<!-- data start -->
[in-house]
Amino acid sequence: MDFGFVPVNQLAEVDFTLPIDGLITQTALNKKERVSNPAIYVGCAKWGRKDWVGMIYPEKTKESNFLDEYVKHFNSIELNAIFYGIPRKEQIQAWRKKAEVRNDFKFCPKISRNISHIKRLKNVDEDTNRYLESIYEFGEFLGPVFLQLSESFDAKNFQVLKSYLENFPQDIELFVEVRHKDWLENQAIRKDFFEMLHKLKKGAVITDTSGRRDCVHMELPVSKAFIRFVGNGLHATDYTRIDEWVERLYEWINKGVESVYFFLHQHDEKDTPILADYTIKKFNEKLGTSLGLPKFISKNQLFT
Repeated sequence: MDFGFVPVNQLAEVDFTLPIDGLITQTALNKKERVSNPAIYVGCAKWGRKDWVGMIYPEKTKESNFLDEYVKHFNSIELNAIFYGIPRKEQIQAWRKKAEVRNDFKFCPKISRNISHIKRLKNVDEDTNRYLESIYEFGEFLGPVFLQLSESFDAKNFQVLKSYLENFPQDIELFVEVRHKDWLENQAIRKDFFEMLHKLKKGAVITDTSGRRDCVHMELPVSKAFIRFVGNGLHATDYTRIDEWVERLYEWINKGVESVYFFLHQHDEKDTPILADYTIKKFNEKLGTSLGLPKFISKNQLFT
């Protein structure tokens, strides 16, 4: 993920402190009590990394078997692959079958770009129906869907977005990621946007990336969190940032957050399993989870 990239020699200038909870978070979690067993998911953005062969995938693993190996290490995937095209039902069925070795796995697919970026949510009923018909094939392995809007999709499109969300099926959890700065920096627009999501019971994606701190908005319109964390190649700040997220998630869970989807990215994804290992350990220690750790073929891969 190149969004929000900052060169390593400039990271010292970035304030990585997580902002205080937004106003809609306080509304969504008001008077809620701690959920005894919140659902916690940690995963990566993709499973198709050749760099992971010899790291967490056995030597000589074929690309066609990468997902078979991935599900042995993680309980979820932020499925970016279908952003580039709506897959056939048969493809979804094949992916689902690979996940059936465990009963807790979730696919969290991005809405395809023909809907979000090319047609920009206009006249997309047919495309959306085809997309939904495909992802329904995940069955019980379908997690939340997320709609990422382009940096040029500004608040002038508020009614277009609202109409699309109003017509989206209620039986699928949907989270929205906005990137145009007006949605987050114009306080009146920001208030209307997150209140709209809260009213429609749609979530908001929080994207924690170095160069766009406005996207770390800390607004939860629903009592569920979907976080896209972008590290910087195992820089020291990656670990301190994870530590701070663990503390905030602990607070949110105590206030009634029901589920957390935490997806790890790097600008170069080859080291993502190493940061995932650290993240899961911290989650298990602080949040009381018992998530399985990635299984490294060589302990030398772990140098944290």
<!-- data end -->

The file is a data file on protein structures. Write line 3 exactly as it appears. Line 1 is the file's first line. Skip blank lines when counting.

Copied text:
Repeated sequence: MDFGFVPVNQLAEVDFTLPIDGLITQTALNKKERVSNPAIYVGCAKWGRKDWVGMIYPEKTKESNFLDEYVKHFNSIELNAIFYGIPRKEQIQAWRKKAEVRNDFKFCPKISRNISHIKRLKNVDEDTNRYLESIYEFGEFLGPVFLQLSESFDAKNFQVLKSYLENFPQDIELFVEVRHKDWLENQAIRKDFFEMLHKLKKGAVITDTSGRRDCVHMELPVSKAFIRFVGNGLHATDYTRIDEWVERLYEWINKGVESVYFFLHQHDEKDTPILADYTIKKFNEKLGTSLGLPKFISKNQLFT